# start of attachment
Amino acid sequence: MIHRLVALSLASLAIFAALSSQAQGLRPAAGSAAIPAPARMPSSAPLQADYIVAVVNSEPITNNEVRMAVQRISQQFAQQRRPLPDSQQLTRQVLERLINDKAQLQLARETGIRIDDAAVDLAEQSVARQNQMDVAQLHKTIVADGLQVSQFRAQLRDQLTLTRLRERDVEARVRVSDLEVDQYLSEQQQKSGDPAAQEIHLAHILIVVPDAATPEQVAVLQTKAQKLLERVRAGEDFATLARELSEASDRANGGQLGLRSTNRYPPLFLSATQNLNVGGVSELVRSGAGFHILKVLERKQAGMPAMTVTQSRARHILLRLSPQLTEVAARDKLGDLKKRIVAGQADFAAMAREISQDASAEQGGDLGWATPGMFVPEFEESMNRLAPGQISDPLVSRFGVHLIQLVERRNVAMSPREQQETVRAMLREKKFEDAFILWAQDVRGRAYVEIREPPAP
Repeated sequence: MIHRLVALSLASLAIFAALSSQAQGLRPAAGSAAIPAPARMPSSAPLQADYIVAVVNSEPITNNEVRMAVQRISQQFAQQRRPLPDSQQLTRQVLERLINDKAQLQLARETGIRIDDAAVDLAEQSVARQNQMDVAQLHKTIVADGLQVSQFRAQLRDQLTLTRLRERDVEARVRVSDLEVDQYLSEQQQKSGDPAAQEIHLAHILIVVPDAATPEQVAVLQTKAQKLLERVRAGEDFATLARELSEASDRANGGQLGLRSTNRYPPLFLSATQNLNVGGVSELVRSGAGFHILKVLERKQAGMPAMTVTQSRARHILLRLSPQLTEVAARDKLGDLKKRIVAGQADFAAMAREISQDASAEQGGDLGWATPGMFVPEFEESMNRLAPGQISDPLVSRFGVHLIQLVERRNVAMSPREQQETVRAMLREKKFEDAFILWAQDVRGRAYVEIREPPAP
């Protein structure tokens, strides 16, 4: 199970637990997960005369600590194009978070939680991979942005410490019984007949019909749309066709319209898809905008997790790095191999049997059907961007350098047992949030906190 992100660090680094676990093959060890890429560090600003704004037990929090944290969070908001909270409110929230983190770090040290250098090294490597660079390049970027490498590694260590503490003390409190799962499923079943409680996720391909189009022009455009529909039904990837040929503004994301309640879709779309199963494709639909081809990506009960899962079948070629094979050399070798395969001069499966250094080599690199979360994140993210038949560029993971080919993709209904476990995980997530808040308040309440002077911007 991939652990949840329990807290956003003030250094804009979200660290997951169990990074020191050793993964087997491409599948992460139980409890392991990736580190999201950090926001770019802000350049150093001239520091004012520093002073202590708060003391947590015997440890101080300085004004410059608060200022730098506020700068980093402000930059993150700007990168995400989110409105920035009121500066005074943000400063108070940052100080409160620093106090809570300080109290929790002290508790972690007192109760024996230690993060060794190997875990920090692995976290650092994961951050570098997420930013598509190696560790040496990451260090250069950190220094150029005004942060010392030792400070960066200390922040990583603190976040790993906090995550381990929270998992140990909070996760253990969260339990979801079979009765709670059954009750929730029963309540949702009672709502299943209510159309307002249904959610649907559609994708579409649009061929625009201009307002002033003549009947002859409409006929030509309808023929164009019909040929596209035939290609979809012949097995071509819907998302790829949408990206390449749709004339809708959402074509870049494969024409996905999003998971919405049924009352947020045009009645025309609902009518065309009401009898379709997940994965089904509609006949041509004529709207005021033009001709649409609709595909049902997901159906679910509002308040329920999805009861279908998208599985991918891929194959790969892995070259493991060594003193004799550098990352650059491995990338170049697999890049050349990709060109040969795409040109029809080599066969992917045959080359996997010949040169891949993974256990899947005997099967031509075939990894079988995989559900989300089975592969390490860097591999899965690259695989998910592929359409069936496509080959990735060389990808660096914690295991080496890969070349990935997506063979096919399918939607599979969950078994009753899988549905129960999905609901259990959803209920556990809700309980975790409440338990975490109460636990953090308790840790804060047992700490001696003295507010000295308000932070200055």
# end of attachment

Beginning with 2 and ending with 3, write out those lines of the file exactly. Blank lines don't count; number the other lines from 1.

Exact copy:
Repeated sequence: MIHRLVALSLASLAIFAALSSQAQGLRPAAGSAAIPAPARMPSSAPLQADYIVAVVNSEPITNNEVRMAVQRISQQFAQQRRPLPDSQQLTRQVLERLINDKAQLQLARETGIRIDDAAVDLAEQSVARQNQMDVAQLHKTIVADGLQVSQFRAQLRDQLTLTRLRERDVEARVRVSDLEVDQYLSEQQQKSGDPAAQEIHLAHILIVVPDAATPEQVAVLQTKAQKLLERVRAGEDFATLARELSEASDRANGGQLGLRSTNRYPPLFLSATQNLNVGGVSELVRSGAGFHILKVLERKQAGMPAMTVTQSRARHILLRLSPQLTEVAARDKLGDLKKRIVAGQADFAAMAREISQDASAEQGGDLGWATPGMFVPEFEESMNRLAPGQISDPLVSRFGVHLIQLVERRNVAMSPREQQETVRAMLREKKFEDAFILWAQDVRGRAYVEIREPPAP
């Protein structure tokens, strides 16, 4: 199970637990997960005369600590194009978070939680991979942005410490019984007949019909749309066709319209898809905008997790790095191999049997059907961007350098047992949030906190 992100660090680094676990093959060890890429560090600003704004037990929090944290969070908001909270409110929230983190770090040290250098090294490597660079390049970027490498590694260590503490003390409190799962499923079943409680996720391909189009022009455009529909039904990837040929503004994301309640879709779309199963494709639909081809990506009960899962079948070629094979050399070798395969001069499966250094080599690199979360994140993210038949560029993971080919993709209904476990995980997530808040308040309440002077911007 991939652990949840329990807290956003003030250094804009979200660290997951169990990074020191050793993964087997491409599948992460139980409890392991990736580190999201950090926001770019802000350049150093001239520091004012520093002073202590708060003391947590015997440890101080300085004004410059608060200022730098506020700068980093402000930059993150700007990168995400989110409105920035009121500066005074943000400063108070940052100080409160620093106090809570300080109290929790002290508790972690007192109760024996230690993060060794190997875990920090692995976290650092994961951050570098997420930013598509190696560790040496990451260090250069950190220094150029005004942060010392030792400070960066200390922040990583603190976040790993906090995550381990929270998992140990909070996760253990969260339990979801079979009765709670059954009750929730029963309540949702009672709502299943209510159309307002249904959610649907559609994708579409649009061929625009201009307002002033003549009947002859409409006929030509309808023929164009019909040929596209035939290609979809012949097995071509819907998302790829949408990206390449749709004339809708959402074509870049494969024409996905999003998971919405049924009352947020045009009645025309609902009518065309009401009898379709997940994965089904509609006949041509004529709207005021033009001709649409609709595909049902997901159906679910509002308040329920999805009861279908998208599985991918891929194959790969892995070259493991060594003193004799550098990352650059491995990338170049697999890049050349990709060109040969795409040109029809080599066969992917045959080359996997010949040169891949993974256990899947005997099967031509075939990894079988995989559900989300089975592969390490860097591999899965690259695989998910592929359409069936496509080959990735060389990808660096914690295991080496890969070349990935997506063979096919399918939607599979969950078994009753899988549905129960999905609901259990959803209920556990809700309980975790409440338990975490109460636990953090308790840790804060047992700490001696003295507010000295308000932070200055």